11995710_10153603290737090_1419687584_n#6 – Raindrops on Lilacs – We have a huge lilac bush that grows on the side of our house next to our deck.  In the spring it is a wonderful sight to behold.  One morning it had rained early and I went out on the deck and noticed droplets still remaining on the flowers.  I was able to capture the simple beauty as well as the miniature reflection in the raindrop.

11196383_10153263423727090_2061527146_o#7 – Blue Heron in the Morning – I have noted many times on my blogs that I have a fascination with blue herons. When I make my frequent trips to Jacobson Lake, I am always on the lookout.  One morning, while driving close by the lake, there was a heron on the side of the road standing in low water.  These are nervous birds and they typically take off.  But, this one sat there.  I rolled down the car window and was able to capture the closeup beauty of this magnificent bird.  He/she was literally only 7 feet away from me and didn’t take off until it got aggravated by me sitting there for five minutes enjoying its beauty.  I scored extra joy points that day!

10994847_10153404063257090_292100981_n#8 – Sunbeams Over Lexington – During 2015 I did a good deal of work in downtown Lexington.  One morning as I parked in the Victorian Square parking structure, I saw a glorious sunburst floating over Rupp Arena.  I took a few shots and was fortunate to capture one that really represented it well.

11950915_10153590934167090_485412227_n#9 – Sunrise at Jacobson Lake – I made 20 or 30 visits to Jacobson Lake during the year.  Some mornings were not as vivid, but brought me the relaxation I desired.  But there were the rare morning where the clouds and sunrise were phenomenal.  November had two or three of these.  The sunrise captured below was taken on the morning before Thanksgiving.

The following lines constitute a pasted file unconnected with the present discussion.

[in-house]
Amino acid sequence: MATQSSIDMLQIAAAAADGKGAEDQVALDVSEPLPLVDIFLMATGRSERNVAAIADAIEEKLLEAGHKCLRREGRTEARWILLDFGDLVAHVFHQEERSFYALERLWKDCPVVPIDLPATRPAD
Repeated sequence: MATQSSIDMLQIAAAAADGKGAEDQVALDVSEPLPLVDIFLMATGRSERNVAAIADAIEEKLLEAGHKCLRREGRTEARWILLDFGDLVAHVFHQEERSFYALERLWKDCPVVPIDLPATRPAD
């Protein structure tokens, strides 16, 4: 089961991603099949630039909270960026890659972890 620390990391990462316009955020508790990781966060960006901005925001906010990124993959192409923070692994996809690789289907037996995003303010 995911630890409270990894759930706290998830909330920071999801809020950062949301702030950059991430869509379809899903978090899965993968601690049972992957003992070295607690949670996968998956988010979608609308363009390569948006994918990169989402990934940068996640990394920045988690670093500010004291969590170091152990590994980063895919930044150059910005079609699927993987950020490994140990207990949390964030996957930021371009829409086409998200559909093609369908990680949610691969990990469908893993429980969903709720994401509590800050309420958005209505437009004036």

11127911_10153214956827090_804448474_n#10 – Full Moon – 2015 seemed to offer some amazing full moons, more than I can recall (perhaps we had more clear skies this year!) I had a couple of opportunities to snap some great full moon shots.  This one was probably my best one, taken in the summer.

11094336_10153213995982090_1718367189_oHONORABLE MENTION

Of course, only 10 photos really does no justice for the year as there were many more good ones.  Following are quite a few others that I would like to share. Just a title and the photo.

Sunset over Mt. Rainier as seen from the Puget Sound

Sunset over Mt. Rainier as seen from the Puget Sound

A flower photographed at Tacoma Zoo

A flower photographed at Tacoma Zoo

Turtle Family - Jacobson Lake, Lexingotn

Turtle Family – Jacobson Lake, Lexington

A time lapse of Lunar Eclipse in November

A time lapse of Lunar Eclipse in November

Different textures on a flower

Different textures on a flower

Sunrise on Ice...sun glow through icicles on back deck in February

Sunrise on Ice…sun glow through icicles on back deck in February

A field of tulips at the Kentucky Arboretum near University of Kentucky

A field of tulips at the Kentucky Arboretum near University of Kentucky

Clouds with a unique texture taken in March in Lexington

Clouds with a unique texture taken in March in Lexington

Sunrise as seen from downtown Lexington

Sunrise as seen from downtown Lexington